The Space-Glider (February 2000, experience not real for me: Simulated in X-Plane only)
Read this chapter before attempting Space Shuttle landings in X-Plane if you want to live!
What do you think the first rule of flying a glider is?
Think about it.
The first rule of flying a glider is: "Never come up short".
When you are bringing a powered plane in for landing, if you think you are not quite going to make it to the runway, it is no big deal.. just a add a bit of power to cover the extra distance! Need a little more speed maybe? Again no problem: Just add power.
Gliders play by a different set of rules, though: There is no engine to provide power, so when setting up your landing, you must always have enough altitude and speed to be able to coast to the airport, because if you guess low by even one foot, you will hit the ground short of the runway, crashing. You must NEVER be low on speed or altitude, because if you EVER are, you have NO WAY of getting it back: a crash is assured. (the exception is thermals, or rising currents of air, which can give efficient gliders enough boost to get the job done, but thermals will typically provide less than 500 feet per minute of vertical speed... not enough to even keep a lightweight Cessna in the air!)
Now with the Space Shuttle, it is certainly true beyond doubt that it has engines. Three liquid-fuel rockets puting out 375,000 pounds of thrust EACH, to be exact. (To put this in perspective, a fully-loaded Boeing 737 tips that scales around 130,000 pounds or so, so EACH ENGINE of the orbiter could punch the Boeing straight up at 3 G's indefinetly... and that is not even considering the solid rocket boosters attached to the Shuttle's fuel tank that provide MILLIONS of pounds of thrust!)
I think this safely establishes that the Space Shuttle has engines.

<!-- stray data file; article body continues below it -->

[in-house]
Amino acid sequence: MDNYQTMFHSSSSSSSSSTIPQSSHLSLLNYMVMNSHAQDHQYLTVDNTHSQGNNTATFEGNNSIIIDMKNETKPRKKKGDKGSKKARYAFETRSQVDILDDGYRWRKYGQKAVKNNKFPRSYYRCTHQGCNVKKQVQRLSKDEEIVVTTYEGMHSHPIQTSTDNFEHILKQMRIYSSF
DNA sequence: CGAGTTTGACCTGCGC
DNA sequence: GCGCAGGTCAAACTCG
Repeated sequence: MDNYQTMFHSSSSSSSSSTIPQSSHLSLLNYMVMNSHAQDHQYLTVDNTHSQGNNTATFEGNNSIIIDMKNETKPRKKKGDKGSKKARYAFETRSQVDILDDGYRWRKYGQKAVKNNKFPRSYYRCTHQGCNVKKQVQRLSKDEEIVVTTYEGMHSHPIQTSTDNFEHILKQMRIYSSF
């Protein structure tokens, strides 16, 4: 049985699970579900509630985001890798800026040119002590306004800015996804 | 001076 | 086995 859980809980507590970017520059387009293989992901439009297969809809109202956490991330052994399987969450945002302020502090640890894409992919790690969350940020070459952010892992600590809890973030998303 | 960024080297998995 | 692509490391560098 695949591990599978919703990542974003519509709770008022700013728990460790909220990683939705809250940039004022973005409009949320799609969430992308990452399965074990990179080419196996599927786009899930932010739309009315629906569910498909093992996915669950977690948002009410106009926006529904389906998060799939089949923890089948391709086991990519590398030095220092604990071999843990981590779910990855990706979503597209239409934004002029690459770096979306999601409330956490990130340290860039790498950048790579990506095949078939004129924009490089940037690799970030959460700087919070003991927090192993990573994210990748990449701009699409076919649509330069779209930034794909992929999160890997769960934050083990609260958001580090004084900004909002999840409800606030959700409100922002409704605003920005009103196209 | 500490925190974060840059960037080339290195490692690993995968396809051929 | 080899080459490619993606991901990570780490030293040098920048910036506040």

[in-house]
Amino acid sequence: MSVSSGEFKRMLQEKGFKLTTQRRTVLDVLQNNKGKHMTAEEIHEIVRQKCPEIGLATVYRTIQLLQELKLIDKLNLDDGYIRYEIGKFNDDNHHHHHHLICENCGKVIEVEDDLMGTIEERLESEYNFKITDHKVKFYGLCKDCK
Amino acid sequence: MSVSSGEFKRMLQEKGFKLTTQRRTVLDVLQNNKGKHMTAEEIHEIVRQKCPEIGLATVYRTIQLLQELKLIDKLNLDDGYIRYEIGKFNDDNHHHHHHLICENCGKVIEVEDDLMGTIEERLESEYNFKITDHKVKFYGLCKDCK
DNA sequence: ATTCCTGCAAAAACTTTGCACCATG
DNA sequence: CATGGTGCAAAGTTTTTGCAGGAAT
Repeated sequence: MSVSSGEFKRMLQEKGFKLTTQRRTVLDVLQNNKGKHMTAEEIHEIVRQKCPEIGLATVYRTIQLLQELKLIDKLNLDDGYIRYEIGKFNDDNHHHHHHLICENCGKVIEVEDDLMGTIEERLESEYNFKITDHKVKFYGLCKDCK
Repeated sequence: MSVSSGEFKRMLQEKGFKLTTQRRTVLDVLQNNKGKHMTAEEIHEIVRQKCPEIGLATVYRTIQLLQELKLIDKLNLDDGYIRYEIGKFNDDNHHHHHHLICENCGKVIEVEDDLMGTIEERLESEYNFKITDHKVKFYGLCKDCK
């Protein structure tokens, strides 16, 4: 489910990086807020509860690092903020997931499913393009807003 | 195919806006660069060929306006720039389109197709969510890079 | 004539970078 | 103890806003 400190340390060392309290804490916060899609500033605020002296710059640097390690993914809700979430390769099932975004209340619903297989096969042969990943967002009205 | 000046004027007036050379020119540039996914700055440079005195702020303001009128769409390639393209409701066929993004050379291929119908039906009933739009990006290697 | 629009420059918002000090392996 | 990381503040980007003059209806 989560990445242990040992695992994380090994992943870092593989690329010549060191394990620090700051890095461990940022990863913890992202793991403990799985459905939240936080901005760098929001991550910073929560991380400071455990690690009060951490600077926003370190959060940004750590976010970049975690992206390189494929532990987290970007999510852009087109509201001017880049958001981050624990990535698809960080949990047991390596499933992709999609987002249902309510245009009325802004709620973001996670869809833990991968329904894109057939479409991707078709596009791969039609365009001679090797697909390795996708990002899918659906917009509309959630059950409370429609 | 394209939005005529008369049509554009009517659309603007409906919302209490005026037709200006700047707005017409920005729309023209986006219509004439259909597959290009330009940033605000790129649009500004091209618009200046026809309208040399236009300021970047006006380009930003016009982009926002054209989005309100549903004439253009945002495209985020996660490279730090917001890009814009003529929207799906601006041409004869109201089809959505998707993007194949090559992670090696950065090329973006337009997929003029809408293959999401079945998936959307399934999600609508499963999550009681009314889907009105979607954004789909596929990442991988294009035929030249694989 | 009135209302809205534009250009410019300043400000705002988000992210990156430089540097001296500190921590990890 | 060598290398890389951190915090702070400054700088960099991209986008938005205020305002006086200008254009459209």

The problem is FUEL. The orbiter exhausts everything it's got getting up INTO orbit, and there is nothing left for the trip down: Thus the ship is a glider all the way from orbit to touch-down on Earth. With the final bit of fuel that is left after the mission, the orbiter fires its smaller de-orbit engines to slow it down to a bit over 15,000 miles per hour (I love saying that... SLOWING DOWN TO A BIT OVER 15,000 MILES PER HOUR) and begins it's descent into the atmosphere.
Now we have to remember the cardinal rule of gliding: ALWAYS AIM LONG (PAST your landing point, not short), BECAUSE IF YOU EVER AIM SHORT YOU ARE DEAD SINCE YOU CAN NEVER MAKE UP LOST SPEED OR ALTITUDE WITH NO ENGINES. Aim LONG since you can always dissipate the extra speed and altitude with turns or speedbrakes if you wind up being too HIGH, but you are SCREWED if you come up SHORT.
Following this rule, the orbiter intentionally flies it's glide from orbit EXTRA HIGH TO BE ON THE SAFE SIDE.
But there is one problem: If the orbiter flies it's entire approach too high, won't it glide right past Edwards?
And here is why: For most of the re-entry, the shuttle flies with
the nose WWWAAYYY up for EXTRA drag, and making steep turns to intentionally
dissipate the extra energy. The nose-up attitude and steep turns are very inneficient,
causing the shuttle to slow down and come down to earth in a steeper glide-angle...
and if it ever looks like the orbiter might not quite be able to make it to
the landing zone, they simply lower the nose to be more efficient and level
it out in roll to quit flying the steep turns... the orbiter then glides better,
and they can stretch the glide to Edwards for sure. The extra speed and altitude
is the ace up their sleeve, but the drawback is they have to constantly bleed
the energy off through steep turns (up to 70 degrees bank angle!) and draggy
nose up (up to 40 degrees!) to keep from overshooting the field!!!
OK, I will now walk you through the re-entry process from the beginning, as it is done in the real shuttle, and all of this carries over perfectly to the shuttle landing in X-Plane, which you will fly after reading this chapter.
After de-orbit burn, the shuttle heads for the atmosphere at 400,000 feet, 17,000 miles per hour, and 5,300 miles away from Edwards. (Yes, you are landing in the Mojave desert and you are starting your landing approach West of Hawaii). Not a bad pattern entry, huh? In reality, the autopilot flies the the entire 30-minute re-entry, and the astronauts do not take over the controls of the shuttle until the final 2 minutes of the glide. The astronauts COULD fly the entire re-entry by hand, but it is officially discouraged by NASA. The reason is obvious... these speeds and altitudes are way outside of normal human conception, so our ability to "hand-fly" these approaches is next to nil.